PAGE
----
While I normally don’t call out companies in my posts here, I can’t help but comment when a company completely falls all over itself trying to correct an issue. As many know, the recent iPhone 4 debacle involves poor antenna reception when the phone is held normally in a person’s left hand while making a call. Apple’s response for awhile was, “Well, don’t hold the phone that way.” That’s like telling someone whose feet hurt, not to walk by using their feet. Apple’s latest trick is to find any competing phone (read: Android, which has already surpassed them in activated units) and knock it down several notches by claiming these phones, too, have issues with reception if you hold them a certain way.
Well OK then, Mr. Jobs, don’t hold the Android phones that way.
Apple’s handling of the reception issue is very much in line with the way Toyota handled their sudden acceleration problems or, going back a few years, the deadly consequences of Firestone tires on Ford Explorer SUVs. Same sequence of events: customers discover a problem, customers report problem, company downplays problem. More customers complain (or get hurt), company denies problem even more, and blames customers. Finally when bad press is at a peak, the company finally admits there is a problem and starts tatking steps to regain customer confidence.
Apple is just lashing out like a child at this point. Rather than try to genuinely fix the problem and redesign the hardware, they provide bandages like a plastic case, or tell customers not to “hold the phone that way,” or lash out at the competition (as though it is their fault the iPhone can’t keep a decent signal), or make up a lame excuse that their signal bars on previous devices have been wrong all these years.
Now that they have provided their temporary bandage, damage control comes into play. So far, there’s no word of a hardware redesign to fix the problem, although some speculate the white iPhone has been delayed for this reason. No, Apple’s latest: rather than perform the correct procedure to improve customer relations and regain trust, they’ve taken to finding any competitors’ phones and showing that signal strength drops when you hold the phones a certain way.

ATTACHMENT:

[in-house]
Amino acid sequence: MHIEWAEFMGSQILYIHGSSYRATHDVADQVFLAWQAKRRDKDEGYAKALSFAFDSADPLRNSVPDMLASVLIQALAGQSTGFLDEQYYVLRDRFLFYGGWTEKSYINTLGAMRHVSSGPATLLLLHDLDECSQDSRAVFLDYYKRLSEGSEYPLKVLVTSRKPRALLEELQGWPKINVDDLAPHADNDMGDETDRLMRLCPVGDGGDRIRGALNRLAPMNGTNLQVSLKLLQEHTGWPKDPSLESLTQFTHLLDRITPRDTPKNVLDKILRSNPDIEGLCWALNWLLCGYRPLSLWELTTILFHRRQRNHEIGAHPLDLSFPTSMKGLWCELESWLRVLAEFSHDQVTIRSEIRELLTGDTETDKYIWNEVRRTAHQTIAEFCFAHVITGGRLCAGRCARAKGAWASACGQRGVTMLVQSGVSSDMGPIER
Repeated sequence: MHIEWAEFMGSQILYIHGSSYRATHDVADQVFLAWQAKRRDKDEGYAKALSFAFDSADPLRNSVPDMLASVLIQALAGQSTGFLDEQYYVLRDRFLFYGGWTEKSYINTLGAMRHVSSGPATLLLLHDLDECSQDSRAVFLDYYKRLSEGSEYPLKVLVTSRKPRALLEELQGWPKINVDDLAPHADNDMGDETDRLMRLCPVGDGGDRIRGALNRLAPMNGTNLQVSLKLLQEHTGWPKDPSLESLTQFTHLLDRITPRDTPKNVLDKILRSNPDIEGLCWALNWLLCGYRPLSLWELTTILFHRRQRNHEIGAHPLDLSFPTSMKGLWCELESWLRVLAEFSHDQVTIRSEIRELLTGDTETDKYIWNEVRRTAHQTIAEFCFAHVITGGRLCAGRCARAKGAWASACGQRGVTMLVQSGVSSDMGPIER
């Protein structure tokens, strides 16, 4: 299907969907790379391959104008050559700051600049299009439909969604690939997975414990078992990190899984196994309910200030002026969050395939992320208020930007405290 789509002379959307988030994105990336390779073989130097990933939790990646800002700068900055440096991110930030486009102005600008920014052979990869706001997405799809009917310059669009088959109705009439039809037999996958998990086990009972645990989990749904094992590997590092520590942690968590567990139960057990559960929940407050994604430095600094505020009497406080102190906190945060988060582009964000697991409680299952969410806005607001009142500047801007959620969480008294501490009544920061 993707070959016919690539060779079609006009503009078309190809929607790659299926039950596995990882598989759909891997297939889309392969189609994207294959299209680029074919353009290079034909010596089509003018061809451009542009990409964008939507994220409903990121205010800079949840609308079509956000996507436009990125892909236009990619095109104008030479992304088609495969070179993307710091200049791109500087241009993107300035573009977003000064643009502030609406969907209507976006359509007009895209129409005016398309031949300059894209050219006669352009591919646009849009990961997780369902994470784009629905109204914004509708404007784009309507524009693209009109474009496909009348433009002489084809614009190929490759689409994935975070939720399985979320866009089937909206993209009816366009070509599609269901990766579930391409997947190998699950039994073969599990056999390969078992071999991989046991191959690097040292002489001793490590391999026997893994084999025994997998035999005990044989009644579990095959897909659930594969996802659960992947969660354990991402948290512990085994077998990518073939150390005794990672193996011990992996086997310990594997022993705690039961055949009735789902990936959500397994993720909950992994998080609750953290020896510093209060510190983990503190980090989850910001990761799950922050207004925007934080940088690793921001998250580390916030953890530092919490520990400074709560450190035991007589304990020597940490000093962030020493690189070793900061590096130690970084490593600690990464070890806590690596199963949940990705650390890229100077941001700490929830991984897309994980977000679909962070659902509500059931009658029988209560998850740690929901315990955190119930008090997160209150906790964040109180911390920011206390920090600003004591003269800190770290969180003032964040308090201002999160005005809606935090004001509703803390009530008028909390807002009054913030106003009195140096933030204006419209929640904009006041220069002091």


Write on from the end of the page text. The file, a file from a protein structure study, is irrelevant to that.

Well…OK. Let me tell everyone a secret: handheld cell phones, from day one, have done this. Even our little AM transistor radios from the 60s and 70s weren’t immune to signal fluctuations when we came near them.
So where does that leave us? Rather than fix the current hardware problem, Apple’s engineers would rather spend their time grabbing any other competing phone and try any ridiculous thing they can to make its signal drop. Numerous sites on the web (many with video) have been posting their own results, many unable to duplicate the signal decrease on their own phones, while the iPhone’s problem is easily duplicated. It is also an apples-to-oranges comparison: many I’ve known with AT&T have a bad signal to begin with; comparing completely different phones on cell carriers that have far better signals also isn’t a good comparison.
Now, Apple, you have disgruntled customers. They’ve spent a small fortune to buy a smartphone that, well, isn’t smart enough to live up to its own name and function properly as a phone. Apple’s handling of this has been a public relations disaster. And ultimately, it’s the customer who wins anyway, as they are the ones who can freely choose to buy a smartphone from a better company next time around and avoid Apple entirely. Or better yet, make Apple own up to their mistake, provide a real solution, and move past this fiasco. It’s not the reception problem that has upset many of us–it’s Apple’s (mis)handling of it.